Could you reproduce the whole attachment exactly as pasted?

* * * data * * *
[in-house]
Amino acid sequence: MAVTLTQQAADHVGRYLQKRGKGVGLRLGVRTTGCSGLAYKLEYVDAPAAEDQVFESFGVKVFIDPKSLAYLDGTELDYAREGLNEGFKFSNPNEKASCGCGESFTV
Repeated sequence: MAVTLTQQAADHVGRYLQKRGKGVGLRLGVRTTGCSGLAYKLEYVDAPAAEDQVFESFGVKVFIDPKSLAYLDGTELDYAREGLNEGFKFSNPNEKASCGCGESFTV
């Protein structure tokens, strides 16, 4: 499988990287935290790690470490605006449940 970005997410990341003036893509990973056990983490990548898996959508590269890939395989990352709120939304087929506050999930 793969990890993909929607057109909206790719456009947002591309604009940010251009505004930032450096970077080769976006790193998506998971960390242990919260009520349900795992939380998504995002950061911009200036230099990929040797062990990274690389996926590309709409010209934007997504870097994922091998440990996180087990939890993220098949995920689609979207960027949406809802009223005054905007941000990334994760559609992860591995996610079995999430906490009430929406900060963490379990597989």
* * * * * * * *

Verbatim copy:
[in-house]
Amino acid sequence: MAVTLTQQAADHVGRYLQKRGKGVGLRLGVRTTGCSGLAYKLEYVDAPAAEDQVFESFGVKVFIDPKSLAYLDGTELDYAREGLNEGFKFSNPNEKASCGCGESFTV
Repeated sequence: MAVTLTQQAADHVGRYLQKRGKGVGLRLGVRTTGCSGLAYKLEYVDAPAAEDQVFESFGVKVFIDPKSLAYLDGTELDYAREGLNEGFKFSNPNEKASCGCGESFTV
């Protein structure tokens, strides 16, 4: 499988990287935290790690470490605006449940 970005997410990341003036893509990973056990983490990548898996959508590269890939395989990352709120939304087929506050999930 793969990890993909929607057109909206790719456009947002591309604009940010251009505004930032450096970077080769976006790193998506998971960390242990919260009520349900795992939380998504995002950061911009200036230099990929040797062990990274690389996926590309709409010209934007997504870097994922091998440990996180087990939890993220098949995920689609979207960027949406809802009223005054905007941000990334994760559609992860591995996610079995999430906490009430929406900060963490379990597989």